Chamrong to Dovan
Today we woke up to astonishing views and blue skies, which lasted precisely 10 minutes before fog crept over the mountains. We left an hour earlier than usual, in an attempt to avoid the storms that inundated us the day before.
We started with over an hour of down stairs, where we were passed by trains of donkeys and buffalo. We crossed a suspension bridge, bigger than any that we have crossed previously. We then climbed for over 2 hours until we came to a little village for morning tea.
During the climb we had to pick our way through a herd of resting goats and sheep. Mags, Dave, and Kass were lucky enough to see some big monkeys with black faces and white fur.
When we stopped for tea, Jodi bought all the guides and porters chocolate, which was hard earned and gratefully received. One of our assistant guides, Vikas, picked her a Rhodendron flower to say thanks. The porters were pretty chuffed that someone thought of them.
The next leg of the trail took us through a Rhodendron forest, Nepal’s national flower. It was undulating track which made it much easier for Mags to keep up. During this section it began to sprinkle and our progress was slowed as we stopped to put our rain gear on, then take it off again when we got hot.
It was fully raining by the time we took a late lunch in a village called Bamboo. Mags was both exhausted and elated and had a little tear when she realized she was at her destination.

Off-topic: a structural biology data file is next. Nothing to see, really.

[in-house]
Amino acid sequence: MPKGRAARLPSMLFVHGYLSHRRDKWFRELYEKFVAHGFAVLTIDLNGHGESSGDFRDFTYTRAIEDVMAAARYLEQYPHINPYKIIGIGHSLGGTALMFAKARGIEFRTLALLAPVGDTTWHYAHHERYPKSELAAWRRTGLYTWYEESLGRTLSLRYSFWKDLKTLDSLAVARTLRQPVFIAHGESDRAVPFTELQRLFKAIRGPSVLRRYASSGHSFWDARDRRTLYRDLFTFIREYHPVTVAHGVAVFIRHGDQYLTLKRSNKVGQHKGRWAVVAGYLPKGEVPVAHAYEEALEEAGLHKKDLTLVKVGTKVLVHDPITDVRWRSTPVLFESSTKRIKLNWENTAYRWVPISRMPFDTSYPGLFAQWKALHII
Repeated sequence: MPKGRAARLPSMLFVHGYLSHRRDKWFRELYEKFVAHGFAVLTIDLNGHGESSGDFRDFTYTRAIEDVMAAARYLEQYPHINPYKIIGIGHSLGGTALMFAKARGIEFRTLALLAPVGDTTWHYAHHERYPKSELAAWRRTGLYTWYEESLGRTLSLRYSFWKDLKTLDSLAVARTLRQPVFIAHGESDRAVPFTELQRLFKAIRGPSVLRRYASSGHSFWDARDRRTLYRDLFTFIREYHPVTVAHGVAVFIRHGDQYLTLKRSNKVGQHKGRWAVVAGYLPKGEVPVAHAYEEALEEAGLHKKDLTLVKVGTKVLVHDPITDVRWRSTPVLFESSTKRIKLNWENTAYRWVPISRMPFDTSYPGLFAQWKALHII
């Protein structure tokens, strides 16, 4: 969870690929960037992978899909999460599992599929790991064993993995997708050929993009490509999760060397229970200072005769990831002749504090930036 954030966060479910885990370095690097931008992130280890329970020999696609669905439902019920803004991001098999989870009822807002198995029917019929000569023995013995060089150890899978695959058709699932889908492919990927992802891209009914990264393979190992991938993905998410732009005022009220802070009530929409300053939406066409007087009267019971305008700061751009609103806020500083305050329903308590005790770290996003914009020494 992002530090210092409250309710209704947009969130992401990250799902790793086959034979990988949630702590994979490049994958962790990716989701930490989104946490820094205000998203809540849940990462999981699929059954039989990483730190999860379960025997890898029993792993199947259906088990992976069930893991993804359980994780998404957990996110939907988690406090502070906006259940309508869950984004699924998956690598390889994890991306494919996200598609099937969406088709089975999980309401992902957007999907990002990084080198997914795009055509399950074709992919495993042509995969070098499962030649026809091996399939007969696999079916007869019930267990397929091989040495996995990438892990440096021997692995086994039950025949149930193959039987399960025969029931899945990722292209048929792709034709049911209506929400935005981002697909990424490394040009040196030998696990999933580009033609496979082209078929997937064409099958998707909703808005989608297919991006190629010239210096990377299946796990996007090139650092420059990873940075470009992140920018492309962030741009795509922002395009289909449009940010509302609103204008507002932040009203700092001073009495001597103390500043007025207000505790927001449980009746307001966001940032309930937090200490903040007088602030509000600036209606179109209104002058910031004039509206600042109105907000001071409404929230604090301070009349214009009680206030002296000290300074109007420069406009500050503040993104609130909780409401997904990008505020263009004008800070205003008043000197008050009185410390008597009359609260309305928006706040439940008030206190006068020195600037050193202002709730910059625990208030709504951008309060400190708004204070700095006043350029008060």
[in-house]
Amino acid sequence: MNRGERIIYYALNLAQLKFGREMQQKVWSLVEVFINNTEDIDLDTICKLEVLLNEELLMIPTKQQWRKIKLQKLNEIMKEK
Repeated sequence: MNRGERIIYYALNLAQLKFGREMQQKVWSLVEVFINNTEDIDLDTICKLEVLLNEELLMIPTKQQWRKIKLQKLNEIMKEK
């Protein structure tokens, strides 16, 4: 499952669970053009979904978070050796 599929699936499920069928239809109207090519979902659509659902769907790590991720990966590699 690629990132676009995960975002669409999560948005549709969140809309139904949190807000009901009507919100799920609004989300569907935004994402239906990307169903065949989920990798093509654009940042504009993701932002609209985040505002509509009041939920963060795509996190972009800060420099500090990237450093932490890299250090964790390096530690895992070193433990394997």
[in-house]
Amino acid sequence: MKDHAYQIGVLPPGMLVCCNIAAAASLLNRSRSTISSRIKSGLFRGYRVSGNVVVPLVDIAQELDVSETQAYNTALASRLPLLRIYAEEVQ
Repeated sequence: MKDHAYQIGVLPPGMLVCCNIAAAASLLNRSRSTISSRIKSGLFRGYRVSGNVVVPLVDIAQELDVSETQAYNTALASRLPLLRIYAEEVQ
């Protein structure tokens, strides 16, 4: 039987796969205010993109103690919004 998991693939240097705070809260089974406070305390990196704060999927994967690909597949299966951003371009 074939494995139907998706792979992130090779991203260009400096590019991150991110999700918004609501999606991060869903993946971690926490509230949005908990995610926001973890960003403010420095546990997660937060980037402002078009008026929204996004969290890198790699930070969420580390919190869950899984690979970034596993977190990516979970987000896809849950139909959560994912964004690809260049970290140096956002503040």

Our final destination was a short, undulating trail through rainforest and waterfalls, to the tune of thunder, crackling plastic ponchos, and rain. We looked like little elves in our colorful ponchos, waddling along moss-lined trails.
One of our guides, Vikas, has taught me “dondebah” thank you, “ramro kam” good job, “ramro mani” good man, and “taparlay gustota” how are you. I am quite proud of myself.
Today was supposed to be the hardest day, but it was also the most scenic so far. The landscape was step, lush, and often breathtaking. Everyone is tired but handling it well. Mags and Jen fell asleep as soon as they got their rooms, and Mary has paid $1.50 for a hot shower.
Only one more sleep until we are at Base Camp (Annapurna, or Everest)
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